"A wonderful storyteller"


Local film animator. House That Jack Built nominated for an Oscar

from the Montreal Gazette, Oct. 5, 2005

By Alan Hustak

Don Arioli, the longtime Montreal film animator who was nominated for an Academy Award in 1968, died of prostate cancer yesterday in Devon, England.

He was 69.

"He was one of the funniest, most outrageous, most creative, really crazy and fun people I ever knew," said retired CBC producer Les Nirenberg, a longtime friend. "He was one of a handful of people in my life with whom I could exchange rapid-fire ideas and build on them."

Arioli, the son of a worker at the Kodak photography factory, was born on Sept. 2, 1936, in Rochester, N.Y. At 19, he joined the U.S. Marine Corps. While in the service, he drew a cartoon strip, Aye Aye Sir, for the base newspaper.

He worked in a succession of jobs before moving to Toronto in 1960, where he had been promised a job as an art director for a magazine. The job fell through, Arioli was stranded, and he ended up working as an actor and a stand-up comic with the Toronto Workshop Theatre. There, he got to know Nirenberg, who hired him as an illustrator for his own satirical underground newspaper, The Panic Button.

Arioli joined the National Film Board in Montreal in 1966 to make what he called "good propaganda" for the Canadian government. He turned out anti-smoking and fire-safety films, some of which would today be considered politically incorrect.

One of his classics, Hot Stuff, is about how God gave mankind the gift of fire, and how mankind screwed it up.

Arioli also worked on the Beatles movie Yellow Submarine and produced more than 200 Sesame Street segments.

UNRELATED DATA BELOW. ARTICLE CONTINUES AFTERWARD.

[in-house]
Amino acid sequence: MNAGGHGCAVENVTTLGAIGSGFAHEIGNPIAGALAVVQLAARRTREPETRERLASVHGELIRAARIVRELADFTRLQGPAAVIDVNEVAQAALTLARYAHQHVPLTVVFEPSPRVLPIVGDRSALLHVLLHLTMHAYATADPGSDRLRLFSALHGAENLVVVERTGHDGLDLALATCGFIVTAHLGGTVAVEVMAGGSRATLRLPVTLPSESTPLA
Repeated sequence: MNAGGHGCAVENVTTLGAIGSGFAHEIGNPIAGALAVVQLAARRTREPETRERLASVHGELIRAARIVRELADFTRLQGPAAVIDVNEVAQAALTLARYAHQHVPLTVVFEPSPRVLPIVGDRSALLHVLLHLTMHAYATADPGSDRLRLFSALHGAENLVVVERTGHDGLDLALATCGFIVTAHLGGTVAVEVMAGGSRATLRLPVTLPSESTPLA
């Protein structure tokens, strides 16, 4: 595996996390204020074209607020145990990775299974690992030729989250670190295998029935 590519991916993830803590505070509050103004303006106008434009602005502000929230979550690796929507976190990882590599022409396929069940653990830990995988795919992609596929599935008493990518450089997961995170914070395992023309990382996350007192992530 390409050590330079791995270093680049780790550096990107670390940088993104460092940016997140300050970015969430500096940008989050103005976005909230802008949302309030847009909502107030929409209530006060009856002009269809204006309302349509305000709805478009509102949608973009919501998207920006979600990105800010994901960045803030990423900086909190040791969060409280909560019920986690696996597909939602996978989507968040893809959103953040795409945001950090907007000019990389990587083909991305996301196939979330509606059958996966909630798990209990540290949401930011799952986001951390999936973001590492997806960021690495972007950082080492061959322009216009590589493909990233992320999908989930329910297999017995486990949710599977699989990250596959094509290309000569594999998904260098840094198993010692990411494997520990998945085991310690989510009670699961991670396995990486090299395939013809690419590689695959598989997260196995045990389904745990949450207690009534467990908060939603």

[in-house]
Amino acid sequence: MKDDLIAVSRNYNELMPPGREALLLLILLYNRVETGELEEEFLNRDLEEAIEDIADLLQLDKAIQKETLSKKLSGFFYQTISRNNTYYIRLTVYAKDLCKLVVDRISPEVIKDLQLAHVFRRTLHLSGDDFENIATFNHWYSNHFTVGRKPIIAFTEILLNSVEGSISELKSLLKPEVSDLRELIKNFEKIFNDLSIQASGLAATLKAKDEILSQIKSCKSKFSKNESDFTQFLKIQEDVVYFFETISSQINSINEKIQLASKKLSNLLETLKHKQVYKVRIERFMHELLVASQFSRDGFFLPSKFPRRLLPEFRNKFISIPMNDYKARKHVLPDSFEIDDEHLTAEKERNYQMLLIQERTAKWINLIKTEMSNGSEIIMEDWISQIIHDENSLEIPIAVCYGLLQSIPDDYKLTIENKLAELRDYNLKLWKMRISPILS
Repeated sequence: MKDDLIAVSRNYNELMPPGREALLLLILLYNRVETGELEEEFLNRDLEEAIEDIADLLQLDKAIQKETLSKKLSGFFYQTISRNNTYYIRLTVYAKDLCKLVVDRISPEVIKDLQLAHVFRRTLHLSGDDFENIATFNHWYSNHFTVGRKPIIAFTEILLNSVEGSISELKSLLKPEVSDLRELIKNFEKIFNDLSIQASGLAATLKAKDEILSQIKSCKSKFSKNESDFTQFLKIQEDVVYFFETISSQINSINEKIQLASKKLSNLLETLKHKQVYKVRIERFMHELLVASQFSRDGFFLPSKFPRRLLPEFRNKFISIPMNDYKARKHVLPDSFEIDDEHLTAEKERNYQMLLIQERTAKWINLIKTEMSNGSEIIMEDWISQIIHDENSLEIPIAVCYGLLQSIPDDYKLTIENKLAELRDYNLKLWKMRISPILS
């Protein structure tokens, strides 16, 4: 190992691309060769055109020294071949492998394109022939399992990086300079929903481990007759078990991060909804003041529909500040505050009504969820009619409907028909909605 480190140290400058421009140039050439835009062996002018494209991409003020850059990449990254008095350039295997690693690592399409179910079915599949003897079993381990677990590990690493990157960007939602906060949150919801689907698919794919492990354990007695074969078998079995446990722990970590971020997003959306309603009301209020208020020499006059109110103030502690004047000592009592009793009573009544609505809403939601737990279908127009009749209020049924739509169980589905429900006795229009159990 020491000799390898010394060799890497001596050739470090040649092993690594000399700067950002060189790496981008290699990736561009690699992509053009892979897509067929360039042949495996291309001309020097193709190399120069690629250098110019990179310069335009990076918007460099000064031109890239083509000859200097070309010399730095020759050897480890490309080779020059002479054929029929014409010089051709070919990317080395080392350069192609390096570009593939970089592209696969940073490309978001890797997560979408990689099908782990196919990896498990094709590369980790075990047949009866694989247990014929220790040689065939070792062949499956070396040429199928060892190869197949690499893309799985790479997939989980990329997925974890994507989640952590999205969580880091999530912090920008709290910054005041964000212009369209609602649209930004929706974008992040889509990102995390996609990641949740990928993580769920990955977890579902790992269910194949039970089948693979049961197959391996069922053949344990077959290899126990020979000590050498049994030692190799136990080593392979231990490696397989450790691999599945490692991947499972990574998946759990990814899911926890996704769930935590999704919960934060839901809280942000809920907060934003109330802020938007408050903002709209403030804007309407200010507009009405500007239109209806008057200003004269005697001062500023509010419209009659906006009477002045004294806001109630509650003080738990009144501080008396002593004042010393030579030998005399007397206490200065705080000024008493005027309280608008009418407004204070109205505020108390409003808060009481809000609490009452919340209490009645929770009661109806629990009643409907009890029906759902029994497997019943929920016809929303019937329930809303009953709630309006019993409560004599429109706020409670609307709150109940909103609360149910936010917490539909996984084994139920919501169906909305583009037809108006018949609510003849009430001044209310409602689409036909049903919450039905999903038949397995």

One of his animated films, The House That Jack Built, was nominated for an Oscar in 1968.

"He was never boring, never dull," said Wolf Koenig, who produced that film.

"He was a wonderful storyteller. He did a lot of storyboards for the NFB, originating the concept and coming up with the story line for other films. He also voiced some of his films."

A short, irreverent and impish character, Arioli moved to England 10 years ago. At the time of his death, he was working on an animation series for an Australian-Canadian television production.

"He sold ideas. He was an angel. We're going to miss him on the planet, but Heaven is a happier place," said retired NFB film producer Bob Verrall.

"He transformed the film board's animation department for the better part of a decade."

Arioli was married twice, first to Sandra Beattie. They had a daughter, Susie, who now heads the Susie Arioli Swing Band. That marriage ended in divorce in 1974.

He later married Rosemarie Shapley, with whom he had a daughter, Amy.

A memorial service in Montreal is being planned. ahustak@thegazette.canwest.com

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